Tributes paid to influential broadcaster Gay Byrne following announcement of his death aged 85
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Tributes paid to influential broadcaster Gay Byrne following announcement of his death aged 85

"He was the master, a once off and the likes of which we will never see again."

Tributes have been flooding in for veteran broadcaster Gay Byrne following the announcement of his death today, 4 November 2019, at the age of 85.

There is not a single person in Ireland who won't be affected by this news today-- from the children who grew up knowing him as the presenter of the Late Late Toy Show until 1999, to journalists who were inspired to follow in his footsteps, he was a staple of Irish life and the face of broadcasting in a country which is today almost unrecognisable compared to when he began his career in Ireland in 1958.

Renowned for his quiet dignity and truly brilliant reporting, Gay Byrne, known affectionately as Uncle Gaybo by the entire nation, had a career which spanned more than four decades, and the significance of his loss is one which cannot be understated.

Now tributes are being paid to the man who The Irish Times once called "the most influential radio and television man in the history of the Irish State".

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Gay Byrne: 1934 - 2019 (Picture: RTÉ)

The President of Ireland, Michael D Higgins, led the tributes, calling him "A man of great charisma" who "exuded warmth and presence, who was possessed of effortless wit, charm and who had a flair for broadcasting" combined with "an innate gentleness as a person, professionalism and humour".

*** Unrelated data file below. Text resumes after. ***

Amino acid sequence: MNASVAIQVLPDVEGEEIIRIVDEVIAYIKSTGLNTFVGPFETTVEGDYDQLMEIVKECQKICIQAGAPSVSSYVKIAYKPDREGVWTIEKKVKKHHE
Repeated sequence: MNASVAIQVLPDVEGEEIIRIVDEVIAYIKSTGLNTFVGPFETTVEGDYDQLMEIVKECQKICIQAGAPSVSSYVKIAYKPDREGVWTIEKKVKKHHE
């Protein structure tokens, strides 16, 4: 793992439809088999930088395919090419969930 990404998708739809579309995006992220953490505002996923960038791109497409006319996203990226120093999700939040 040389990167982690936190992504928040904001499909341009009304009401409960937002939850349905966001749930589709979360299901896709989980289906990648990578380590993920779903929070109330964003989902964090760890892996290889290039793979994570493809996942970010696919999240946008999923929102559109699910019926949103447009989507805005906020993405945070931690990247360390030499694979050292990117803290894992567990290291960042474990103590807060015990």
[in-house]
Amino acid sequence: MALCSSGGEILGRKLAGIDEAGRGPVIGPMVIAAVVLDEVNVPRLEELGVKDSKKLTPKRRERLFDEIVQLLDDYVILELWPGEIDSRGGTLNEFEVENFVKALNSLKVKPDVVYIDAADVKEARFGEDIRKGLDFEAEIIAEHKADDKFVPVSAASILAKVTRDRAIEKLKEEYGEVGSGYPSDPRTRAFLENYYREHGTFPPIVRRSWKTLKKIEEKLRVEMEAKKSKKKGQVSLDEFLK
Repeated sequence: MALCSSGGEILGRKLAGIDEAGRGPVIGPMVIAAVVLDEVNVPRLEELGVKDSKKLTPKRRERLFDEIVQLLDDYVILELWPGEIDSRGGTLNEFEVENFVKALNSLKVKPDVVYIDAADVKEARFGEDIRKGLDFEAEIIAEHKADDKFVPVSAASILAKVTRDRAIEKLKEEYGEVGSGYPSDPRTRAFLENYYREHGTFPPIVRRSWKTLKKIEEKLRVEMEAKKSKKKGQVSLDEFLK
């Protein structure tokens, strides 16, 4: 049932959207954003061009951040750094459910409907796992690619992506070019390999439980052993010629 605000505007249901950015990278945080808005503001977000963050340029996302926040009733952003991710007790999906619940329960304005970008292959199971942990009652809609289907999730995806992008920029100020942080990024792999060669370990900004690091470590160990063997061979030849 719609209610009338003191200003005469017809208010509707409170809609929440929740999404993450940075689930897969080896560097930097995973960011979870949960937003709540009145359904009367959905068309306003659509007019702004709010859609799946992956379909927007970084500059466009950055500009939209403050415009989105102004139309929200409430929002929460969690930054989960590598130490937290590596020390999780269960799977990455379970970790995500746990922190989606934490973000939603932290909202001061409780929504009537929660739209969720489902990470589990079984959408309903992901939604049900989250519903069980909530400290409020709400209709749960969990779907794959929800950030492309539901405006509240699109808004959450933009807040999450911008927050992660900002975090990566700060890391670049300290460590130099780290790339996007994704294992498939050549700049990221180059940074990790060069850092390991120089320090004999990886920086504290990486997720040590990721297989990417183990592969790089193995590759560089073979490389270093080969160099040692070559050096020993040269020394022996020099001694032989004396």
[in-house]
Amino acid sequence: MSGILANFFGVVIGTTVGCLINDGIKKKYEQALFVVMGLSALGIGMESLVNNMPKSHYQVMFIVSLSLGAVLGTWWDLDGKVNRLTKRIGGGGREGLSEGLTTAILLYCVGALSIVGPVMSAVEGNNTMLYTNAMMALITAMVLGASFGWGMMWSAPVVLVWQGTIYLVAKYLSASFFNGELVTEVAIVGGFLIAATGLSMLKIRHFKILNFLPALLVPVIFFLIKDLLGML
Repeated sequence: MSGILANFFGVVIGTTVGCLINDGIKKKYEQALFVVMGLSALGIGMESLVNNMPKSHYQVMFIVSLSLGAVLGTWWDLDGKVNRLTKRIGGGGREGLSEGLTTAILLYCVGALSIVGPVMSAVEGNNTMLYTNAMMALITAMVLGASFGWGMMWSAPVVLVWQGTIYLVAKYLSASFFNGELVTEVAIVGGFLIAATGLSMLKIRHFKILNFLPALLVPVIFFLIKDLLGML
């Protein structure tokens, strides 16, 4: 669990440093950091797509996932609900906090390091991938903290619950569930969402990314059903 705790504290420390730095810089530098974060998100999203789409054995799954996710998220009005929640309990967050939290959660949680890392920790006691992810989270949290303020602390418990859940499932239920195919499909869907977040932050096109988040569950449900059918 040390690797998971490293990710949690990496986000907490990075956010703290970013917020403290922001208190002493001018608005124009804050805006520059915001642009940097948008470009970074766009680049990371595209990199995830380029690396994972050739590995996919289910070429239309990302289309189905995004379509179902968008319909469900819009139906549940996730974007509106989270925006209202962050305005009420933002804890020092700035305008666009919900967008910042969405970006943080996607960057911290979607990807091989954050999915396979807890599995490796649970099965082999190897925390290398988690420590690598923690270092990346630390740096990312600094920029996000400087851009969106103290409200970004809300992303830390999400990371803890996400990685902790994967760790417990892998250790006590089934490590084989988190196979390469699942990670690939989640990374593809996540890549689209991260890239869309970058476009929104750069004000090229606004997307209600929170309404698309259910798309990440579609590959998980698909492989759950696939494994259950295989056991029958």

"Through his work in radio and on television he challenged Irish society, and shone a light not only on the bright but also the dark sides of Irish life.

"In doing so, he became one of the most familiar and distinctive voices of our times, helping shape our conscience, our self-image, and our idea of who we might be.

"Beyond compassion, which he had in abundance, he had a sense of what was just."

Taoiseach Leo Varadkar also added his condolences, calling the former RTE presenter "the most influential broadcaster in the history of the State, a much-loved figure who changed Ireland for the better in so many ways".

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"On radio and on television over so many decades ‘Uncle Gaybo’ provided a voice for all those who had been silenced or were afraid to speak up, and helped us confront things that needed to be changed."

Colleagues, friends, and the public who grew up under his influence have also honoured the Dublin man, and we will let their words speak for themselves.

Ar dheis Dé go raibh a anam dílis.

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